Green Door | From Paris with Love this Christmas by Jules Wake – Review
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From Paris with Love this Christmas by Jules Wake – Review

Posted by Green Door in Review 21 Dec 2015

from-paris-with-loveChristmas is such a magical time of the year, unless you dislike it of course, then there is nothing more annoying than shops shoving Christmas decorations in your face in September and Christmas music ringing through shop speakers in November. Okay, even I – who loves Christmas – gets somewhat irked by the consumer bullying of the season, but that aside, Christmas is theoretically magical and dreamlike. I want to believe in Santa, I really do! This Christmas I believe in Jules Wake.

Having finished The Little Paris Bookshop by Nina George I needed something to read to put my faith back in a seriously good book. When I chose From Paris with Love this Christmas by Jules Wake, to be honest, I didn’t hold great expectations and I didn’t expect it to be a ‘seriously good book’, it was only £1.99 on the Kindle and it had Paris and Christmas in the title. I knew, however, that this was likely to be classed as ‘women’s contemporary fiction’ or ‘chic lit’ which are genres I’ve not read for around a decade. So I was skeptical to say the least.

It took me four days to read! Seriously, with a four-year-old, a husband, a business and a part-time job, four days to read a book is pretty darn good. I couldn’t put it down.

Jules Wake maintains a good pace throughout the novel. There was no part that I felt didn’t fit, with each scene having reason and constantly developing both the characters and stories. The story is written from the limited point of view of two characters, Siena (the female protagonist) and Jason (the male protagonist) which is quite refreshing in terms of my recent reading list. There is class division, family drama, a bit of adventure, ambition, domestic abuse and general familiarity.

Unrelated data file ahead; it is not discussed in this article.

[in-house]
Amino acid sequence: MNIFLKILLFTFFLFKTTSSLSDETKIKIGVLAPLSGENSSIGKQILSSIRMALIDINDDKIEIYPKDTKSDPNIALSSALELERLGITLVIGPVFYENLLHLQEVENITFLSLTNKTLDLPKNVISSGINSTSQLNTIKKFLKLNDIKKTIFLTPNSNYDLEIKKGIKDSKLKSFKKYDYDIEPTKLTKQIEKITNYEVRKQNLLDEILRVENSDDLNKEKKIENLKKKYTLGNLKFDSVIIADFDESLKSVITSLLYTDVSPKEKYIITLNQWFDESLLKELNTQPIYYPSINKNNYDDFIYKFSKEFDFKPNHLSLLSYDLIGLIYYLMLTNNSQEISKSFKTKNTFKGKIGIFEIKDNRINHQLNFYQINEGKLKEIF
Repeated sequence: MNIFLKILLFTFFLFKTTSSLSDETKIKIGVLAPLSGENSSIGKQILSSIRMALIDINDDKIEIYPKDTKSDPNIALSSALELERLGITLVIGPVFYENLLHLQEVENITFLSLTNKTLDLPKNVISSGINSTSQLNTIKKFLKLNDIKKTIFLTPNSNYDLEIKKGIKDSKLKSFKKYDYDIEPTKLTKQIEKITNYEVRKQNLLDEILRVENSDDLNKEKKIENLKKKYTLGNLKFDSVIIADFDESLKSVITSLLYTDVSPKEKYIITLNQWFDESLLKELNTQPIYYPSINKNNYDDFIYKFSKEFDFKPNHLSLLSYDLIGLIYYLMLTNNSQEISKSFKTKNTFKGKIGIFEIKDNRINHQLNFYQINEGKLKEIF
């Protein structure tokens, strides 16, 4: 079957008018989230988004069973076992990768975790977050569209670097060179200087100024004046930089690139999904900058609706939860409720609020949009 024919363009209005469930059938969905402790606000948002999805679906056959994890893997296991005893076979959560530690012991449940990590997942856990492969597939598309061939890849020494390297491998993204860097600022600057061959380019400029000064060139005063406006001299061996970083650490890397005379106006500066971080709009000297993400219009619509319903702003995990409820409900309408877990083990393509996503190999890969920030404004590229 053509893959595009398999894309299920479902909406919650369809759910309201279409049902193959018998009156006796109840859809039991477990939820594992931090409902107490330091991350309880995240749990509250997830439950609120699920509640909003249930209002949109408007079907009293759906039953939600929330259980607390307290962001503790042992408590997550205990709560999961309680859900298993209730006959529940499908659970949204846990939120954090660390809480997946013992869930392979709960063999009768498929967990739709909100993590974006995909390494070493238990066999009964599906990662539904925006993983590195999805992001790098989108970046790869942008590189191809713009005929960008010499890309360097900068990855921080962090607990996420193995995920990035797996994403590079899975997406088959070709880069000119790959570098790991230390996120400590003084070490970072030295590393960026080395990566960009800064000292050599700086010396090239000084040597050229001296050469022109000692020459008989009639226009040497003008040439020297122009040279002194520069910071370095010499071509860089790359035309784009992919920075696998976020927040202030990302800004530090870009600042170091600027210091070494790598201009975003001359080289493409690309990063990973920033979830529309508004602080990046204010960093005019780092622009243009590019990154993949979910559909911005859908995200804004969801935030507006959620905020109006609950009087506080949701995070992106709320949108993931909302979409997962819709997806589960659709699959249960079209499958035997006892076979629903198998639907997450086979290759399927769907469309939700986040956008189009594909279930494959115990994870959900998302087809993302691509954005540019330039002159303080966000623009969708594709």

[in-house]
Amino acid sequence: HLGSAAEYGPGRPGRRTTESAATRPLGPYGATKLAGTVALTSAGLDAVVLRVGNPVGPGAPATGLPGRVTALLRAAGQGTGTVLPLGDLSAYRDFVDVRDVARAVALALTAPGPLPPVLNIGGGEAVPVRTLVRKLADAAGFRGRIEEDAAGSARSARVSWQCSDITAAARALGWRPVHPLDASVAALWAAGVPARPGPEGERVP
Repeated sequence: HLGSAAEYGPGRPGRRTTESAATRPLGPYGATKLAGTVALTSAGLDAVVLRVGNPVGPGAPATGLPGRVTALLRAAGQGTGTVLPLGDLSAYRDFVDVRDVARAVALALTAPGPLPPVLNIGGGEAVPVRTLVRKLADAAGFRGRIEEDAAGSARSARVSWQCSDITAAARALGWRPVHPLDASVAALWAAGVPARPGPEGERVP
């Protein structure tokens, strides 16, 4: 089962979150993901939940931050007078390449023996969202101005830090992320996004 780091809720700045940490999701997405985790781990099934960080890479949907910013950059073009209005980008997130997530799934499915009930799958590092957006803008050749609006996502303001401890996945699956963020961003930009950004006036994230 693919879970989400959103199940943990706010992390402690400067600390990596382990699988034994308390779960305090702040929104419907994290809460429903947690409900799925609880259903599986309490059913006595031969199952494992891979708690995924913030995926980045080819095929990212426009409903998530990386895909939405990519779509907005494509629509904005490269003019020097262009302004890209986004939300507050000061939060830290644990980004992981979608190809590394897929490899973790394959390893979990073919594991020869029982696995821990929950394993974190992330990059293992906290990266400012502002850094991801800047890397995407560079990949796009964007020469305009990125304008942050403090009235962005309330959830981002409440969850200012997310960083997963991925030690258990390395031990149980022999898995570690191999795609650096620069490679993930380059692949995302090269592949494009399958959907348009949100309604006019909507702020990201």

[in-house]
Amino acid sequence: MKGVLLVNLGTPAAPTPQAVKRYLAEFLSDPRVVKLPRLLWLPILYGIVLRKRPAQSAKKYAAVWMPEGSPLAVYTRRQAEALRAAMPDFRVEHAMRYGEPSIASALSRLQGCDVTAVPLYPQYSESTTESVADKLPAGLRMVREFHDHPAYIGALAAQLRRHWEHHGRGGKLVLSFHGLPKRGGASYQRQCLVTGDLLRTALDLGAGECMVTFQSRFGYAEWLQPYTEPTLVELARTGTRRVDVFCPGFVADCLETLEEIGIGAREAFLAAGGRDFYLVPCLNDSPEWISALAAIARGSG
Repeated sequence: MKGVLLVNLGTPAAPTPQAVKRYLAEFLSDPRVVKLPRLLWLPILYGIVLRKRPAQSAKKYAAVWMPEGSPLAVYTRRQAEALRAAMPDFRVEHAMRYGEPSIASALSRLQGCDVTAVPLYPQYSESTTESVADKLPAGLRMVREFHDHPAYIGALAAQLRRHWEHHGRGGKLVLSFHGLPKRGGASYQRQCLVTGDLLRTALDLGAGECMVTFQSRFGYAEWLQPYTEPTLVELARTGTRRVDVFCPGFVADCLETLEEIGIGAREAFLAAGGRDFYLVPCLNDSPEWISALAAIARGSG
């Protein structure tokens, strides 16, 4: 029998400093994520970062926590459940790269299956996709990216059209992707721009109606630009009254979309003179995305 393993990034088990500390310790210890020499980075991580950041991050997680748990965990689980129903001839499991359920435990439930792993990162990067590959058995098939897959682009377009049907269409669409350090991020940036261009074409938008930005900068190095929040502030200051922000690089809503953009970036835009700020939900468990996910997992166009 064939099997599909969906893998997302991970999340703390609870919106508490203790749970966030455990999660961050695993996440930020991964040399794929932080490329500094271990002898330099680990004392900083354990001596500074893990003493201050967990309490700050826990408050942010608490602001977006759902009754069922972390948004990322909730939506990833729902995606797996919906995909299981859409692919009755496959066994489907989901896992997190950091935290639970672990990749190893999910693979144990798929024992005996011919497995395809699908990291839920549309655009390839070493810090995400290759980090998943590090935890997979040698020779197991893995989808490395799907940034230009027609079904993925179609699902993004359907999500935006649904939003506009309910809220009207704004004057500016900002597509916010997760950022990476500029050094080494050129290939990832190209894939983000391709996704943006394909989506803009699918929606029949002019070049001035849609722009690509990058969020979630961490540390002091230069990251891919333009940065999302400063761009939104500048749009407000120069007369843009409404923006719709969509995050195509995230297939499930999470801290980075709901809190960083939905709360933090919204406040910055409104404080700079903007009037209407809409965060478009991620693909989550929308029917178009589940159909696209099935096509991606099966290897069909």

Jules Wake is very good at pretty much all parts of narrative, allowing you to get a sense of all the characters, primary and secondary, individually. She allows you to sympathise when needs be, and even left a little bit of mystery – which I haven’t decided yet whether I’m happy about or not, though this mystery surrounds two of the secondary characters rather than Siena and/or Jason. However, I could never really get clear in my mind what Jason looked like as Wake seemed to be fixated on his bottom lip when with all the will in the world I just could not envisage at all and I have one hell of an imagination.

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